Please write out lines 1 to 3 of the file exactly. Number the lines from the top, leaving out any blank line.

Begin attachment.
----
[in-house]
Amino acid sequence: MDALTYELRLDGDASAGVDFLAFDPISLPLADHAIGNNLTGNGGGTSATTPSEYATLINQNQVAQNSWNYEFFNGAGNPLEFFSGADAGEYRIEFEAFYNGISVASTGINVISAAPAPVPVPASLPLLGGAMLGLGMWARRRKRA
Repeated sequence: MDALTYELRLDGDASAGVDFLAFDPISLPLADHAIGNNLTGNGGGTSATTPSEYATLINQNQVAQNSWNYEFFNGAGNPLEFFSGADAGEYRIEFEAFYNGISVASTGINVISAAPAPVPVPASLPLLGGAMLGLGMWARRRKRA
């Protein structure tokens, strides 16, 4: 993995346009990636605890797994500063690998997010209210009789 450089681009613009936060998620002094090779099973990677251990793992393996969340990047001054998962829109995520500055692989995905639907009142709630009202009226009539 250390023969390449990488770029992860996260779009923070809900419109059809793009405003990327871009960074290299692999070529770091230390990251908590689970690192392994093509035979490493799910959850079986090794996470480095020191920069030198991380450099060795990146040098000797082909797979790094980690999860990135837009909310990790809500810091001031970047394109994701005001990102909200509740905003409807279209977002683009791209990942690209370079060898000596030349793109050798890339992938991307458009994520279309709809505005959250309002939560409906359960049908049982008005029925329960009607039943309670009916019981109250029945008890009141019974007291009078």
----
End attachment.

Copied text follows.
[in-house]
Amino acid sequence: MDALTYELRLDGDASAGVDFLAFDPISLPLADHAIGNNLTGNGGGTSATTPSEYATLINQNQVAQNSWNYEFFNGAGNPLEFFSGADAGEYRIEFEAFYNGISVASTGINVISAAPAPVPVPASLPLLGGAMLGLGMWARRRKRA
Repeated sequence: MDALTYELRLDGDASAGVDFLAFDPISLPLADHAIGNNLTGNGGGTSATTPSEYATLINQNQVAQNSWNYEFFNGAGNPLEFFSGADAGEYRIEFEAFYNGISVASTGINVISAAPAPVPVPASLPLLGGAMLGLGMWARRRKRA